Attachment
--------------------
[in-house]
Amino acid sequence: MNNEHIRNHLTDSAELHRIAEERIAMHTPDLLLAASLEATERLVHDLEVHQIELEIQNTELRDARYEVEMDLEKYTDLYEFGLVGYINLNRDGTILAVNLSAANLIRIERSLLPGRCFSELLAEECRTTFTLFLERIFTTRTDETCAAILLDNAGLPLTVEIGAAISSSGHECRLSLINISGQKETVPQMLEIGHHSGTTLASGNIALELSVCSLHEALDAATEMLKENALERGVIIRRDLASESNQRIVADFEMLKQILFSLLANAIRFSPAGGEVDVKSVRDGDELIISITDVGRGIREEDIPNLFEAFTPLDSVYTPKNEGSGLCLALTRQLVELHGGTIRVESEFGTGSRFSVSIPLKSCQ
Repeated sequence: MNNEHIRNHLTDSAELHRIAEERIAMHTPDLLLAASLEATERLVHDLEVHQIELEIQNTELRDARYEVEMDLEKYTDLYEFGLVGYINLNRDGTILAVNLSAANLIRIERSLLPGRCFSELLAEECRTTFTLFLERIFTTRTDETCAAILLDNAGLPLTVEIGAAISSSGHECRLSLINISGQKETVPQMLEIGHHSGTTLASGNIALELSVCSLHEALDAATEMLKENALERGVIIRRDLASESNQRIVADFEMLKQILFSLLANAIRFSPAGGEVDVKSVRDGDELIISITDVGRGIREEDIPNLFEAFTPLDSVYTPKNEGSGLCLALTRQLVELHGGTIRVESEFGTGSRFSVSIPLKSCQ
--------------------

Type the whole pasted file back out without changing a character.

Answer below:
[in-house]
Amino acid sequence: MNNEHIRNHLTDSAELHRIAEERIAMHTPDLLLAASLEATERLVHDLEVHQIELEIQNTELRDARYEVEMDLEKYTDLYEFGLVGYINLNRDGTILAVNLSAANLIRIERSLLPGRCFSELLAEECRTTFTLFLERIFTTRTDETCAAILLDNAGLPLTVEIGAAISSSGHECRLSLINISGQKETVPQMLEIGHHSGTTLASGNIALELSVCSLHEALDAATEMLKENALERGVIIRRDLASESNQRIVADFEMLKQILFSLLANAIRFSPAGGEVDVKSVRDGDELIISITDVGRGIREEDIPNLFEAFTPLDSVYTPKNEGSGLCLALTRQLVELHGGTIRVESEFGTGSRFSVSIPLKSCQ
Repeated sequence: MNNEHIRNHLTDSAELHRIAEERIAMHTPDLLLAASLEATERLVHDLEVHQIELEIQNTELRDARYEVEMDLEKYTDLYEFGLVGYINLNRDGTILAVNLSAANLIRIERSLLPGRCFSELLAEECRTTFTLFLERIFTTRTDETCAAILLDNAGLPLTVEIGAAISSSGHECRLSLINISGQKETVPQMLEIGHHSGTTLASGNIALELSVCSLHEALDAATEMLKENALERGVIIRRDLASESNQRIVADFEMLKQILFSLLANAIRFSPAGGEVDVKSVRDGDELIISITDVGRGIREEDIPNLFEAFTPLDSVYTPKNEGSGLCLALTRQLVELHGGTIRVESEFGTGSRFSVSIPLKSCQ